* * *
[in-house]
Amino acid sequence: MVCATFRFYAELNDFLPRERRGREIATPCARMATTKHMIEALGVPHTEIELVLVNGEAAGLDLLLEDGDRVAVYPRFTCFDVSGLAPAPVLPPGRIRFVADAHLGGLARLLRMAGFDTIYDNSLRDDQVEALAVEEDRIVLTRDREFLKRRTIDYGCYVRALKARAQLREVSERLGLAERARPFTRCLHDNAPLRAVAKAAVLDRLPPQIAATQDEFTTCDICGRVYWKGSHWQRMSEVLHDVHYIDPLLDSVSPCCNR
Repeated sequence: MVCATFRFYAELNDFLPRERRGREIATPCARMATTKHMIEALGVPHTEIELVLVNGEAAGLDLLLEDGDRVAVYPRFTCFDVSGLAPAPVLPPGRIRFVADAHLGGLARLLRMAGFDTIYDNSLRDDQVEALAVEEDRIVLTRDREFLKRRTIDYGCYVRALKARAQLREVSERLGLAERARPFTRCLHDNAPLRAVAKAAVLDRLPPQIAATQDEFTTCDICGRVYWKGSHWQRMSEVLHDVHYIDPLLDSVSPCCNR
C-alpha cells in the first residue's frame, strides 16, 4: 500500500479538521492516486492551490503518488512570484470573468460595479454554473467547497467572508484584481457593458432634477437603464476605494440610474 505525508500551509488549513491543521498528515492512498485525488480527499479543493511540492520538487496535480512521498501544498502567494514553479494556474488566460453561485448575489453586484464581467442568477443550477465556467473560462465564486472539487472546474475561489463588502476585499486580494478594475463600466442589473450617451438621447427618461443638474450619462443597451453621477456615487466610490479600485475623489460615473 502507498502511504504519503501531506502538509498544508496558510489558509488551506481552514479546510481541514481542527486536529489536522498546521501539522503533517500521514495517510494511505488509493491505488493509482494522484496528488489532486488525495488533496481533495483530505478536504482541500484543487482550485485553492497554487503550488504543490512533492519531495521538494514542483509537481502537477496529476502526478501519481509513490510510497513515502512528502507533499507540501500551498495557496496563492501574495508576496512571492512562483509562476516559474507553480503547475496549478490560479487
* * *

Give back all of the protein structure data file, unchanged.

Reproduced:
[in-house]
Amino acid sequence: MVCATFRFYAELNDFLPRERRGREIATPCARMATTKHMIEALGVPHTEIELVLVNGEAAGLDLLLEDGDRVAVYPRFTCFDVSGLAPAPVLPPGRIRFVADAHLGGLARLLRMAGFDTIYDNSLRDDQVEALAVEEDRIVLTRDREFLKRRTIDYGCYVRALKARAQLREVSERLGLAERARPFTRCLHDNAPLRAVAKAAVLDRLPPQIAATQDEFTTCDICGRVYWKGSHWQRMSEVLHDVHYIDPLLDSVSPCCNR
Repeated sequence: MVCATFRFYAELNDFLPRERRGREIATPCARMATTKHMIEALGVPHTEIELVLVNGEAAGLDLLLEDGDRVAVYPRFTCFDVSGLAPAPVLPPGRIRFVADAHLGGLARLLRMAGFDTIYDNSLRDDQVEALAVEEDRIVLTRDREFLKRRTIDYGCYVRALKARAQLREVSERLGLAERARPFTRCLHDNAPLRAVAKAAVLDRLPPQIAATQDEFTTCDICGRVYWKGSHWQRMSEVLHDVHYIDPLLDSVSPCCNR
C-alpha cells in the first residue's frame, strides 16, 4: 500500500479538521492516486492551490503518488512570484470573468460595479454554473467547497467572508484584481457593458432634477437603464476605494440610474 505525508500551509488549513491543521498528515492512498485525488480527499479543493511540492520538487496535480512521498501544498502567494514553479494556474488566460453561485448575489453586484464581467442568477443550477465556467473560462465564486472539487472546474475561489463588502476585499486580494478594475463600466442589473450617451438621447427618461443638474450619462443597451453621477456615487466610490479600485475623489460615473 502507498502511504504519503501531506502538509498544508496558510489558509488551506481552514479546510481541514481542527486536529489536522498546521501539522503533517500521514495517510494511505488509493491505488493509482494522484496528488489532486488525495488533496481533495483530505478536504482541500484543487482550485485553492497554487503550488504543490512533492519531495521538494514542483509537481502537477496529476502526478501519481509513490510510497513515502512528502507533499507540501500551498495557496496563492501574495508576496512571492512562483509562476516559474507553480503547475496549478490560479487